I suggest the following advice to the PM from a Labour source:
To: Prime Minister
From: Senior Politicial Adviser
The drop to 27 % in the polls is serious, and the lack of trust in politics is tangible. Your well judged campaign to restore faith in politics has been badly damaged by Northern Rock, the loss of HMRC data and the Abrahams donations. I know how upset you are by these developments, and feel they are not of your making. Unfortunately they have changed the political weather, and the Tories are now claiming that Northern Rock is related to your changes to the regulatory framnework in 1997, and the data loss to your merger of Revenue and Customs. No-one said politics was fair.
You have rightly decided to try to change the subject of discussion, and have decided to say that you are going to be making the long term decisions the country needs. I think that is the right approach.
However, you have highlighted three decisions which are at best contentious – nuclear power, genetically modified crops and a 3rd runway at Heathrow, and at worst will increase the antagonisms. Whilst nuclear does remove carbon emission when generating power, many greens dislike it and draw attention to the carbon footprint of the new build as well as to disposal issues for the waste. A 3 rd runway at Heathrow is much needed to reduce queues and delays but will be presented as a contradiction to your stance on cutting emissions. GM food remains very unpopular according to all surveys of opinion, even though the government’s scientific adviser sees it as a key technology. You may be right that these things may need doing, but to highlight them in your current positon is, as Sir Humphrey might say, "brave Prime Minister". Critics would say if you think they like data loss and the run on the bank, they will love GM food and nuclear power.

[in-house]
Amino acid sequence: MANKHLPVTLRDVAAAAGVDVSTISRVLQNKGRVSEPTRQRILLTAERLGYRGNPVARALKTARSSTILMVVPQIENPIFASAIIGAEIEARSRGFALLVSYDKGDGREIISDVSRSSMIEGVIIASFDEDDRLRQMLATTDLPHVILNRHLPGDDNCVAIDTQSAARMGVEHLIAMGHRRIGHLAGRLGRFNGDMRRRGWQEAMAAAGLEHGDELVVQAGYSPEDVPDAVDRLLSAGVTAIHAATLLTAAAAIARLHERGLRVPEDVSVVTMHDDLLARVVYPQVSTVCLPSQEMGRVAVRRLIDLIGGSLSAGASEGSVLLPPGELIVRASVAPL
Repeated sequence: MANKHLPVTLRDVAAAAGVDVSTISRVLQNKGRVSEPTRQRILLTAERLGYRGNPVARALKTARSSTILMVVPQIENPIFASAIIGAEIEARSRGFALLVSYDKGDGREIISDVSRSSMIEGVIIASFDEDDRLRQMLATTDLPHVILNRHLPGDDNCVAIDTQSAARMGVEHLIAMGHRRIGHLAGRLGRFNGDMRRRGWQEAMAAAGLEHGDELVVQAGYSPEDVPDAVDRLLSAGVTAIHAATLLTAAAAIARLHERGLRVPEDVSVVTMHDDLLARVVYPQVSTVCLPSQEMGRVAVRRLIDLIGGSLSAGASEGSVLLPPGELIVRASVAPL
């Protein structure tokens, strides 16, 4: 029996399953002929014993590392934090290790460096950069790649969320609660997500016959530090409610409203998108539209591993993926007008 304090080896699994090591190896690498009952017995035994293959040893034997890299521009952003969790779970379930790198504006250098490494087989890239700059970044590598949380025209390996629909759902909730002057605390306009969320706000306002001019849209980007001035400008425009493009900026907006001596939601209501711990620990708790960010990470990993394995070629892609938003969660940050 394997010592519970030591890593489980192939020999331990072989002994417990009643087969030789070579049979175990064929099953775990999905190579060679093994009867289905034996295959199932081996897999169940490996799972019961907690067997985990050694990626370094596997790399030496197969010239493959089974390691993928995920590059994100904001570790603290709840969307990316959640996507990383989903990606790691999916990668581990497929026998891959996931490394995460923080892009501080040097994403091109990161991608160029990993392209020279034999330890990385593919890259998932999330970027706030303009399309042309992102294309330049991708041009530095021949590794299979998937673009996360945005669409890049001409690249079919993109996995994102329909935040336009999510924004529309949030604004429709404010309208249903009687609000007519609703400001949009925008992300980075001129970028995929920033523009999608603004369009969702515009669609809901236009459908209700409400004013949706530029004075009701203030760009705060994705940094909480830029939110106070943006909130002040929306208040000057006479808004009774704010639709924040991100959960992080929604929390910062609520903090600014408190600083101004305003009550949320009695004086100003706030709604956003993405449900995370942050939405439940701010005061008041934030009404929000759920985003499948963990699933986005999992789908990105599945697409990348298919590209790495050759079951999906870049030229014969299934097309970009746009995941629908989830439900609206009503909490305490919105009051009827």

There are long term decisions the country needs that could portray you in the right light that are not as divisive as the ones you have started to highlight. The decision to make training or a job compulsory for those who would otherwise claim benefit is a bold step which could also prove popular with the large majority of people in work who are paying taxes. The decision to cut capital gains tax for all from 40% to 18% could be received favourably if a more generous treatment of those investing in their own businesses or through employer share schemes currently paying 10% was incorporated in the changes. If you reconsidered your position on a referendum on the treaty that could help to reduce the scepticism about politics.
Above all you need Ed Balls to come up with ways of raising the performance of state schools. The growing gap between the grammars/independents on the one hand and the comprehensives on the other is worrying. The large number of school leavers who cannot read and write to a reasonable standard lies behind the disappointing figures for the numbers of young people not in education, training or a job. You have always stressed the need to offer opportunity to all – we do need to raise our game here. If we could break through on jobs and training for all young people, the electorate would start to forget the noises off, and the costs of economic failure (which you waxed lyrical about in Opposition) would start to come down. This is one area where we are lucky that our Opposition is not as good as you used to be at blaming the government!